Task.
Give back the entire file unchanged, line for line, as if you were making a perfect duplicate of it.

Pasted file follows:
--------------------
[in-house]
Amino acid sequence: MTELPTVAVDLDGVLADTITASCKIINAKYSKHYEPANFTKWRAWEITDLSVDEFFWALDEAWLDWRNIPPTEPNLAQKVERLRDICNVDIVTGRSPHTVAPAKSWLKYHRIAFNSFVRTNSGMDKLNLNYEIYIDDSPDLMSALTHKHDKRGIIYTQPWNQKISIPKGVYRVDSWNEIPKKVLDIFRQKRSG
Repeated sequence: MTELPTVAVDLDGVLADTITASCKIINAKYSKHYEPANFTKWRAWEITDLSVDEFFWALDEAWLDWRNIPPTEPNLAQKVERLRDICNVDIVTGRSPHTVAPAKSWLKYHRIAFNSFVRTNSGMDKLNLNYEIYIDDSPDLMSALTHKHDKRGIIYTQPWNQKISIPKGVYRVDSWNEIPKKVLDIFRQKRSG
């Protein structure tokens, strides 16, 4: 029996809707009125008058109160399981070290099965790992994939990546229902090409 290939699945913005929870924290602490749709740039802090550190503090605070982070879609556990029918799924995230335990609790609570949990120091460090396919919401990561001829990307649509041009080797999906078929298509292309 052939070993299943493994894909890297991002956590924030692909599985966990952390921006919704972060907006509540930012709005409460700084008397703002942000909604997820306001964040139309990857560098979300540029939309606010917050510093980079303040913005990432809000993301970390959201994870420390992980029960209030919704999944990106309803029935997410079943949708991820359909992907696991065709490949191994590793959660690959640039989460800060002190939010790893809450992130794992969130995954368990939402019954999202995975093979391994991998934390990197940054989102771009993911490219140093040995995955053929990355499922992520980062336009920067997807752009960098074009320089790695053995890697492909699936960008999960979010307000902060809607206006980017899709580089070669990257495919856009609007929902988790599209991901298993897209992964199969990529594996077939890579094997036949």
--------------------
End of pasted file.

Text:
[in-house]
Amino acid sequence: MTELPTVAVDLDGVLADTITASCKIINAKYSKHYEPANFTKWRAWEITDLSVDEFFWALDEAWLDWRNIPPTEPNLAQKVERLRDICNVDIVTGRSPHTVAPAKSWLKYHRIAFNSFVRTNSGMDKLNLNYEIYIDDSPDLMSALTHKHDKRGIIYTQPWNQKISIPKGVYRVDSWNEIPKKVLDIFRQKRSG
Repeated sequence: MTELPTVAVDLDGVLADTITASCKIINAKYSKHYEPANFTKWRAWEITDLSVDEFFWALDEAWLDWRNIPPTEPNLAQKVERLRDICNVDIVTGRSPHTVAPAKSWLKYHRIAFNSFVRTNSGMDKLNLNYEIYIDDSPDLMSALTHKHDKRGIIYTQPWNQKISIPKGVYRVDSWNEIPKKVLDIFRQKRSG
């Protein structure tokens, strides 16, 4: 029996809707009125008058109160399981070290099965790992994939990546229902090409 290939699945913005929870924290602490749709740039802090550190503090605070982070879609556990029918799924995230335990609790609570949990120091460090396919919401990561001829990307649509041009080797999906078929298509292309 052939070993299943493994894909890297991002956590924030692909599985966990952390921006919704972060907006509540930012709005409460700084008397703002942000909604997820306001964040139309990857560098979300540029939309606010917050510093980079303040913005990432809000993301970390959201994870420390992980029960209030919704999944990106309803029935997410079943949708991820359909992907696991065709490949191994590793959660690959640039989460800060002190939010790893809450992130794992969130995954368990939402019954999202995975093979391994991998934390990197940054989102771009993911490219140093040995995955053929990355499922992520980062336009920067997807752009960098074009320089790695053995890697492909699936960008999960979010307000902060809607206006980017899709580089070669990257495919856009609007929902988790599209991901298993897209992964199969990529594996077939890579094997036949």